Dozens of exotic animals, story book characters, and a series of antique wagons will stroll down one local community one week from now. It is Baraboo's Great Circus Parade.
The Circus World Museum's wardrobe department is where fairy tales take shape.
"Take them both in there with you," Linda Nyholm, co-director of the parade, says to a man getting fitted with a costume.
Glitz and gold grace its racks at every turn, like every turn of a story book page.
This year's parade theme is story book characters like Cinderella.
Nyholm says, "each of these costumes can have 6, 8, 10 pieces to it."
Making some of the 1,200 costumes here as heavy as the responsibility of tailoring them.
Museum employees pushed up their sleeves this morning, fitting people for next weekend's Great Circus Parade.
Co-director Dave SaLoutos says, "like the Ringlings said, we divide the job and stick together. So we've got ... animals, wagons ... another crew that's greasing the wheels."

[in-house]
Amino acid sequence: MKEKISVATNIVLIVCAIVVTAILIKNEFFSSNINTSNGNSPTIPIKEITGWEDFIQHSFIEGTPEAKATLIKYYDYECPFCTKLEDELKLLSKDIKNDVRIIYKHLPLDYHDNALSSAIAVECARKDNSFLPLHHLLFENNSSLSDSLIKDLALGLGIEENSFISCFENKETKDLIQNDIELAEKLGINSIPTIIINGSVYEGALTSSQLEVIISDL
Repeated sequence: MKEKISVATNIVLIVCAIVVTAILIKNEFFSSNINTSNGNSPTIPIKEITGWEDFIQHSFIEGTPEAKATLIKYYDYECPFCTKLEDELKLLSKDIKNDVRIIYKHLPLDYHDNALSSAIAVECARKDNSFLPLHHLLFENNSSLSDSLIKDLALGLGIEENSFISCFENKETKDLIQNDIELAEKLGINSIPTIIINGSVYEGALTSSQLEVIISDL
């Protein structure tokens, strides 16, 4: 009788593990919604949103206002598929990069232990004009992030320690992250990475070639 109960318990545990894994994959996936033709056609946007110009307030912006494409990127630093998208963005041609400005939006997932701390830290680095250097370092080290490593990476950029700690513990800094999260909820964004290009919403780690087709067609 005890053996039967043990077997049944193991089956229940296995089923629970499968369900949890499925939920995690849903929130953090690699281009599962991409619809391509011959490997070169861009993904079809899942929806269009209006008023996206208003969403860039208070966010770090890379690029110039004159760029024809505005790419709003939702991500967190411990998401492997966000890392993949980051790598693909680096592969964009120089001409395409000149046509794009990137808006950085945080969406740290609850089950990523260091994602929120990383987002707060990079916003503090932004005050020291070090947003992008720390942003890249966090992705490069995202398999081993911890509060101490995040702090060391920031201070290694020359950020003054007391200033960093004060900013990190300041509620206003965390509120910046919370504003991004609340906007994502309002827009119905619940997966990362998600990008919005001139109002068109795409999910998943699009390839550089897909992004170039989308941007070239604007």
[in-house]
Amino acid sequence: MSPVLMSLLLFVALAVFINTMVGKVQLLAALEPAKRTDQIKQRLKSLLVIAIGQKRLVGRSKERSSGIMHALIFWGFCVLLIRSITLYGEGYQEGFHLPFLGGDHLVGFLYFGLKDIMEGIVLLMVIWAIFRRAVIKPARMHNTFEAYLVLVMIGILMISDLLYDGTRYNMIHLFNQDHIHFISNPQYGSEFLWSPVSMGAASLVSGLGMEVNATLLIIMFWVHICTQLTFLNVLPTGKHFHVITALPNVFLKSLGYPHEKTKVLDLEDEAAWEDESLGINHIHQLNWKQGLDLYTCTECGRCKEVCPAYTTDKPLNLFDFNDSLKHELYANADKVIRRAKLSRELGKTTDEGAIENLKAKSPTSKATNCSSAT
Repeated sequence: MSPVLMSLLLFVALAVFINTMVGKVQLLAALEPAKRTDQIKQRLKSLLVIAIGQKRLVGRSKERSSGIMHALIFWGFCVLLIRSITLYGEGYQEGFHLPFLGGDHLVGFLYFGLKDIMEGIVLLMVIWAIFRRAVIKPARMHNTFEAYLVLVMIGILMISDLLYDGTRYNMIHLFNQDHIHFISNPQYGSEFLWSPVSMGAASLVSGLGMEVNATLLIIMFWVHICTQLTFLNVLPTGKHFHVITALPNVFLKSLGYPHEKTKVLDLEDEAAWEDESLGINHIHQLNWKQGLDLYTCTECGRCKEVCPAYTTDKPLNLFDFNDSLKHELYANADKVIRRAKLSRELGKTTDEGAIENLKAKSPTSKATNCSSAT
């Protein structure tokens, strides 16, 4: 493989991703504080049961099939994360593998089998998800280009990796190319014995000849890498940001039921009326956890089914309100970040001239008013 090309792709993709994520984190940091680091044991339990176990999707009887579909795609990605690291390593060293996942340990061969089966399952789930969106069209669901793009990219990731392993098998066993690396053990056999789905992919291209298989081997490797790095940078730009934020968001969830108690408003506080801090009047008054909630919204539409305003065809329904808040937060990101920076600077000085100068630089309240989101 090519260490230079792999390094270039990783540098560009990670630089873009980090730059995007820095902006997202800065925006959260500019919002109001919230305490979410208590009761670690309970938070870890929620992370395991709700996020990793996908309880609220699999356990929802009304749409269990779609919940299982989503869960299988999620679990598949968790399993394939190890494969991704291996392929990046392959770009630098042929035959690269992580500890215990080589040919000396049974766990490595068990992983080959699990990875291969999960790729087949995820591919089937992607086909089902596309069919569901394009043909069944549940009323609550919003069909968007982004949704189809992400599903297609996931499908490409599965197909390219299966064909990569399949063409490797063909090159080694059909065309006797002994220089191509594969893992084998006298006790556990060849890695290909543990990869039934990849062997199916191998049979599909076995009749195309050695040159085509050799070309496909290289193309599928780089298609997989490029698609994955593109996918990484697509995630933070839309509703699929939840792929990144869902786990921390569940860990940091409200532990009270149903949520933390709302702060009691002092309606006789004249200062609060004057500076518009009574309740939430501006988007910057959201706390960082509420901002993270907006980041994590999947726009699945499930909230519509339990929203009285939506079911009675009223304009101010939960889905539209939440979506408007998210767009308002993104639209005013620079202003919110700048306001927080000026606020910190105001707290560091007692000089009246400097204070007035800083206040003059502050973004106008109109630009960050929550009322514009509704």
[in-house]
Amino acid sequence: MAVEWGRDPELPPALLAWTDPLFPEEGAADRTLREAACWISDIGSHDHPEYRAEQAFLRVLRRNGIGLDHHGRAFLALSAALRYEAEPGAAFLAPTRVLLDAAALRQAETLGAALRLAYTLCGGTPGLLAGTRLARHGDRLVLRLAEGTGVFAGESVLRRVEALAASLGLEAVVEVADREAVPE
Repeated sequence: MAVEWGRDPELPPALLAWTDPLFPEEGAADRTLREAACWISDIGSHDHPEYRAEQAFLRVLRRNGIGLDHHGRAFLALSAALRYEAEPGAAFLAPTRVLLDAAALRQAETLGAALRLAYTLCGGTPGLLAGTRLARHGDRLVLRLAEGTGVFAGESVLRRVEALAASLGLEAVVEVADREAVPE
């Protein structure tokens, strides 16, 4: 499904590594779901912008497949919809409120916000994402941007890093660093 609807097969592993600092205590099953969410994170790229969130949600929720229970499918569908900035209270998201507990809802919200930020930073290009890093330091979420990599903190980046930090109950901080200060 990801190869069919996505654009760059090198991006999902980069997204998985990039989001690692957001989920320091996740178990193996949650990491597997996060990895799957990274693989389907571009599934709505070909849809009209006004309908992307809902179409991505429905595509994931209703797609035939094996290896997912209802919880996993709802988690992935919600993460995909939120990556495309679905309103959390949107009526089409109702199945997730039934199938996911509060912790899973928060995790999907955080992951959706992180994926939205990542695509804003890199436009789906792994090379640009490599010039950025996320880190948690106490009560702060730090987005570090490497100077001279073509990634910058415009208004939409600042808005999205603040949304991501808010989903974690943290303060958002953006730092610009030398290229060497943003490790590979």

The two-hour parade rolls back the calendar 100 years ...
"So they can see the magic that took place years ago," SaLoutos says.
All week workers will prepare antique circus wagons, groom elephants, work tigers and hundreds of horses.
"It's wild," SaLoutos says.
One sizeable change in this year's parade is the bill for emergency services. City leaders agreed to pick up the tab to the tune of nearly $60, 000.
Baraboo Mayor Pat Liston says, "circus world museum is part of Baraboo, our heritage ... culture."
The city's contribution makes it one of top donors for the event.
It pays for the much needed, extra personnel from outside the city.
"The revenue that we save through city ... goes directly into perpetuating programs at museum," Museum President Larry Fisher says.
Like preservation of its artifacts or its education and outreach.
"You see smiles ... kids, grandparents ... that's what makes it worthwhile," SaLoutos says.
Saturday's parade kicks off at noon in downtown Baraboo.
The two-hour event is free, or parade-goers can buy bleacher seats.